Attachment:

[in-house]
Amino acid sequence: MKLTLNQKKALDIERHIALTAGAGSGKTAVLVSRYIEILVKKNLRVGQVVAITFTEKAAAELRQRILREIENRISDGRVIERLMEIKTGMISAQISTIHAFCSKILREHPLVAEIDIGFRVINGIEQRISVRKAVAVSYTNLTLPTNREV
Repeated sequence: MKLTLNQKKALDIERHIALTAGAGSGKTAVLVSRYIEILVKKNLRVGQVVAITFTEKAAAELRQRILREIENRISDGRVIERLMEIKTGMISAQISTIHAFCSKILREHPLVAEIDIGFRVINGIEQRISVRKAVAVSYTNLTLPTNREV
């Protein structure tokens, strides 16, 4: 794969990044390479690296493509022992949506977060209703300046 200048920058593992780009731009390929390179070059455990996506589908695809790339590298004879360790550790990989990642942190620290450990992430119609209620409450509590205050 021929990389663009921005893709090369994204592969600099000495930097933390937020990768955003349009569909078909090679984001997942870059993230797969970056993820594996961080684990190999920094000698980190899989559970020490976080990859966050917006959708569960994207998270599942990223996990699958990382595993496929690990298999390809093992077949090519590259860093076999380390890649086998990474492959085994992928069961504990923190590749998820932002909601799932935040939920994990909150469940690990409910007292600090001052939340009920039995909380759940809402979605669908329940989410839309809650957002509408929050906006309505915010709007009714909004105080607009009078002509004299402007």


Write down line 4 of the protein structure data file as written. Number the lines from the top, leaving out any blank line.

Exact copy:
């Protein structure tokens, strides 16, 4: 794969990044390479690296493509022992949506977060209703300046 200048920058593992780009731009390929390179070059455990996506589908695809790339590298004879360790550790990989990642942190620290450990992430119609209620409450509590205050 021929990389663009921005893709090369994204592969600099000495930097933390937020990768955003349009569909078909090679984001997942870059993230797969970056993820594996961080684990190999920094000698980190899989559970020490976080990859966050917006959708569960994207998270599942990223996990699958990382595993496929690990298999390809093992077949090519590259860093076999380390890649086998990474492959085994992928069961504990923190590749998820932002909601799932935040939920994990909150469940690990409910007292600090001052939340009920039995909380759940809402979605669908329940989410839309809650957002509408929050906006309505915010709007009714909004105080607009009078002509004299402007």